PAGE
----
1) Approved the Plans and Specifications for the construction of the McCarrell Canyon Channel Improvements; 2) Awarded a Construction Contract to S.P. Pazargad Engineering Construction, Inc., in the amount of $98,475, for the construction of the McCarrell Canyon Channel Improvements and authorize the expenditure of up to $15,000 for possible extra work; 3) Awarded a contract for professional services to Charles Abbott Associates in the not to exceed amount of $5,000 for Construction Inspection services; and, 4) Authorized the Mayor and City Clerk to execute the contracts with S.P. Pazargad Engineering Construction, Inc., and Charles Abbott Associates.
Phase II Storm Drain Lining Project
1) Approved the Plans and Specifications for the construction of the Phase II Storm Drain Lining Project (Monero Drive Storm Drain Rehabilitation); 2) Awarded a Construction Contract to SANCON Technologies, Inc., in the amount of $179,920.60, for the construction of the Phase II Lining Project and authorized the expenditure of up to $27,000.00 for possible extra work; 3) Awarded a contract for professional services to Charles Abbott Associates in the not to exceed amount of $20,000, for Construction Inspection services; and, 4) Authorized the Mayor and City Clerk to execute the contracts with SANCON Technologies, Inc., and Charles Abbott Associates.
Arterial Rehabilitation Program Additional Engineering Services
Approved an Addendum to an existing contract for Professional Engineering Services provided by Willdan, for a not-to-exceed fee of $8,500 for services related to the City’s Arterial Rehabilitation Program.
2006 Annual Report on the Implementation of the Rancho Palos Verdes General Plan
This item was removed from the consent calendar and considered separately.
Palos Verdes on the Net Modular Building Utilities and Maintenance Program
This item was removed from the consent calendar and considered separately.
June 2006 Treasurer’s Report
Received and filed the June 2006 Treasurer’s Report for the City of Rancho Palos Verdes.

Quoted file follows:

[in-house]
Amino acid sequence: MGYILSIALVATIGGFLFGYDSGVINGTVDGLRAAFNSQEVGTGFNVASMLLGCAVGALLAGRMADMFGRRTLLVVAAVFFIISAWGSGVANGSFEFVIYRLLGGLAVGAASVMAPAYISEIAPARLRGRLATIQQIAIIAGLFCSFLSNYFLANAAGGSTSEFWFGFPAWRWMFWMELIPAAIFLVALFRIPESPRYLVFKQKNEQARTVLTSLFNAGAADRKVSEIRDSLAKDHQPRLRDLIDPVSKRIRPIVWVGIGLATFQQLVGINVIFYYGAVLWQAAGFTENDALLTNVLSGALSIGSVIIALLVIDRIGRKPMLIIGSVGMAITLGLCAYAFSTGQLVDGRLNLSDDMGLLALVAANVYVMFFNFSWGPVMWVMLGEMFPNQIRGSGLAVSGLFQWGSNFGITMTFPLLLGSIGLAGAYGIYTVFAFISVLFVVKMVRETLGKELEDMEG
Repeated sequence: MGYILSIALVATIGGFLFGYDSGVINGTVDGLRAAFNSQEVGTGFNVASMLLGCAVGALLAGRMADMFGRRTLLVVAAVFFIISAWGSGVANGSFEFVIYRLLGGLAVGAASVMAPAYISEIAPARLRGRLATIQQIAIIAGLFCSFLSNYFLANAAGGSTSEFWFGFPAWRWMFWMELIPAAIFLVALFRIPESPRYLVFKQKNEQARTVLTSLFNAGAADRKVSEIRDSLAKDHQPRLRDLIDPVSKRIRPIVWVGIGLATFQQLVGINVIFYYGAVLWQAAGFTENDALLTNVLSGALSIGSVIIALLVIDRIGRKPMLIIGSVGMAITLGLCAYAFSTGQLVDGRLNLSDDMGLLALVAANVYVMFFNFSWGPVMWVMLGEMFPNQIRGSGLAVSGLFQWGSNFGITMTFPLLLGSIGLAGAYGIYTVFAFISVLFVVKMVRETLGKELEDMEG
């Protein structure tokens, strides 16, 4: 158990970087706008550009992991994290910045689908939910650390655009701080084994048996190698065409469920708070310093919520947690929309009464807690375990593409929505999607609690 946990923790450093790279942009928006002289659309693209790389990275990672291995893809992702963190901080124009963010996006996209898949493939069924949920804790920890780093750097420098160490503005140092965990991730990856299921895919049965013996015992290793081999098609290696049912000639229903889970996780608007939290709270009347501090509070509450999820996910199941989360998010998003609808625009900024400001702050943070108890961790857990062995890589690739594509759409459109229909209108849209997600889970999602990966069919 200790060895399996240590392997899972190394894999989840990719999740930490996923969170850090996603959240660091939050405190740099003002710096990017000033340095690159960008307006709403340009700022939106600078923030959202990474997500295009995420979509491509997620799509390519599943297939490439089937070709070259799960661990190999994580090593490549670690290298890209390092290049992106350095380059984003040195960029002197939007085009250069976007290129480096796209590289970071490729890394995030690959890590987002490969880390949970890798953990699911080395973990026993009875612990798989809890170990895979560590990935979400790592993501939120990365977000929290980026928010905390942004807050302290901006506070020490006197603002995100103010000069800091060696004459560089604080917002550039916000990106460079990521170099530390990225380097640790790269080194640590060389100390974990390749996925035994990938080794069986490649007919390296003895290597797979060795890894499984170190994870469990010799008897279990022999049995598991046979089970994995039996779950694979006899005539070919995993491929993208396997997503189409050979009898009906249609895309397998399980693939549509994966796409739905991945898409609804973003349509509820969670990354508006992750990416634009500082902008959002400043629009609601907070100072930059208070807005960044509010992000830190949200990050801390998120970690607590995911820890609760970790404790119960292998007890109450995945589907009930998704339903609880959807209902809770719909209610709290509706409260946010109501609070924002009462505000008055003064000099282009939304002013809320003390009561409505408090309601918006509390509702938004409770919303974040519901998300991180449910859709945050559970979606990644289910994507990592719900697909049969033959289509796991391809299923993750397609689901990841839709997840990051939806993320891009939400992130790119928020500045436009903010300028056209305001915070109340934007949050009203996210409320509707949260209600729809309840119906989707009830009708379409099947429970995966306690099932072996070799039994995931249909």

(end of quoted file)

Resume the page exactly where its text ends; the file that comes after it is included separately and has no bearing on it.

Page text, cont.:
FY05-06 Continuing Appropriations
1) ADOPTED RESOLUTION NO. 2006-66, A RESOLUTION OF THE CITY COUNCIL OF THE CITY OF RANCHO PALOS VERDES AMENDING RESOLUTION NO. 2006-41, THE BUDGET APPROPRIATION FOR FY06-07, TO CONTINUE CERTAIN EXPENDITURE APPROPRIATIONS FROM FY05-06; and, 2) ADOPTED RESOLUTION NO. 2006-67, AMENDING RESOLUTION NO. 2005-53, THE BUDGET APPROPRIATION FOR FY05-06, TO REDUCE THE BUDGET FOR CONTINUING APPROPRIATIONS THAT WILL BE RE-BUDGETED AND INCLUDED IN THE FY06-07 BUDGET.
Register of Demands
This item was removed from the consent calendar and considered separately.
ITEMS PULLED FROM THE CONSENT CALENDAR:
2006 Annual Report on the Implementation of the Rancho Palos Verdes General Plan
Mayor Wolowicz pointed out that the report was an annual requirement and he questioned the status of the General Plan Update following the completion of the work submitted by the General Plan Update Steering Committee.
Director Rojas reported sending out Requests for Proposals (RFPs) to several consulting firms with only one proposal received, which was over the budget, and reported that staff would be revisiting the issue.
Mayor Wolowicz observed that the project had taken a long time and he asked for more information.
Director Rojas outlined the procedures necessary for the update noting that the committee had made its recommendations to the City Council after two years of work and staff is in the process of updating the General Plan document but needs the help of a consultant. He added that the scope of work would be pared down so that staff could do more of the work but that could mean that the project would take additional time.